Life with grandparents when you are small has a particular glow. It is not that they spoil you, it is that they expect you to fall in with them, and that is oddly exciting. If they rise at dawn, you rise at dawn, if they serve grand teas with pretty patterned plates and expect you to hand round, that is what you do. Everything they do for you seems to be a treat, just because they are not your parents,just as everything you are to them is special, precisely because you are not their child.
My maternal grandfather was exactly half French and half English. His very English mother must have had a bit of a time with Grandpa's father, since it seems he was always looking back to France, sighing for the cuisine, the wines, the language.. I never really noticed the English side of my grandfather - it was the French side of Grandpa that enchanted me. The fact that he made me his 'favourite' was not tactful, but looking back I think he was trying to make it up to me that I had not been a boy - my brother being the heir - traditionally it would have been better if I had been the 'spare', but my grandfather, unlike my father, was not an aristocrat, and heirs and spares were just so much dusty china out of reach on a shelf to a man of his calibre.
I was more than happy to be his hand maiden in everything that he did, whether it was walking the dog in the gardens near the apartment, or sitting up front while he drove his Rolls Royce, usually far too fast, out of town. In the kitchen I was his devoted fan. On Saturday morning Grandpa would burst through the beize doors to the kitchen, and having flung a glowering look at anyone or anything that stood in his way, would begin the very holy process of Making Mayonnaise for lunch. Oh the horror of everyone present if the oil and the eggs separated, or the maid had not handed him the required number of ingredients in the right order, but equally, the delight of the yellow shiny sauce, once it was placed in the silver sauce boat, and his favourite Saturday lunch - cold lobster - laid out in front of him. And to watch him peeling a peach with a fruit knife, or cutting grapes with special silver scissors, and laying them on your plate, was to see a reverence for food that my grandmother could not share. Food bored her. Food was something to be prepared, served, and taken away, but its importance in the central enjoyment of life passed her by.
Although I was only four years old Grandpa must have sensed a fellow foodie in me, perhaps making up for my grandmother's lack of interest. Seated beside him in hotels and restaurants he would say to the waiter, in French, 'and for my grand daughter I think ....' Wine was tasted, a little drop, with water, puddings were perused with reverence, by us both. Long spoons with small rounded heads were produced for tall glasses of vanilla ice cream. Summer puddings, winter puddings, Grandfather could recognise a pudding fan at a hundred yards, and having nodded to me to begin his eyes would light up as I eat slowly, keeping pace with him, silently savouring whatever had been put in front of me, delighting the hovering waiters with my appreciative restraint. For greed would not have been tolerated. The point of food was to delight in the gifts that 'le bon Dieu' had sent us. We eat slowly, never spoke until the end, and then we smiled, at each other, at everyone and everything, because life was so good.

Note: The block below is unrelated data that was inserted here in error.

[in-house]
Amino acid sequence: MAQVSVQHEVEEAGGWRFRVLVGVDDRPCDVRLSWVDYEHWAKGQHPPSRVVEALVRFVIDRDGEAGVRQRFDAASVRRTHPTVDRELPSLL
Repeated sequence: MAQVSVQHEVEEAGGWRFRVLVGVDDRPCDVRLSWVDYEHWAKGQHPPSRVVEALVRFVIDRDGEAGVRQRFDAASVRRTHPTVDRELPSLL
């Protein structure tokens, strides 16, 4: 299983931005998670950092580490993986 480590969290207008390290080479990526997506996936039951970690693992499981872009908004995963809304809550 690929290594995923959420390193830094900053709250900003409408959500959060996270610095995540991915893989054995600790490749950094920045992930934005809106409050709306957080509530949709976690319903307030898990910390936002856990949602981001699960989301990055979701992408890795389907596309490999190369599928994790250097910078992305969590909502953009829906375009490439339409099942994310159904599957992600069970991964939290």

Sometimes, despite the undoubted chic of the apartment on Wilbraham Place, an unusual visitor would come to our door. My grandmother would call out 'it's the onion seller', and Grandfather would put down his book, or his newspaper, and issue forth to the hall.
The onion seller was Breton, so his French was very different from Grandfather's French, but, as with waiters, he quite obviously delighted in his friendship with Grandfather. His navy blue beret and his inevitable striped shirt contrasting with Grandfather's impeccably cut Savile Row suits. Theirs was a genuine friendship based on mutual respect. Lots of handshakes, smiles, onion leaves shedding a little on the Persian rug, a rope of onions finally unleashed from around the seller's neck, Grandfather holding them out, surveying them in sudden silence, knowing that the silence meant everything to the seller. It meant that Grandfather was looking at the onions, appreciating their growth, imagining what they would turn into. Conversation would resume, plentiful nods, constant references to le bon Dieu, more handshakes, some money, and finally, regretfully, our onion seller would leave, not to return again for a few months. My grandfather would close the door behind him, slowly, sadly, for he loved to speak French, and my grandmother didn't know a word, and while I was beginning to master a little, I knew hardly more than you would teach a parrot. Then his mood would lift, and he would bustle through the beize door to the kitchen once more barking for the maid who was instructed to hang them from the clothes horse over the stove.
The following Sunday, the maid's night off, he would bustle back into the kitchen, and start to make us the Sunday night treat, a dish of tomatoes and some of the newly arrived onions, now finely sliced and served with little triangles of toast. Such a simple dish, but somehow those onions, those tomatoes, his reverence for them as they bubbled away in butter, made even my grandmother's expression lighten. Long after Grandpa was gathered, she and I would reminisce about that dish, wondering as we did at the taste, remembering the onion seller, and find ourselves sighing for those days when there was not so much as now, but in some strange way, a great deal more.,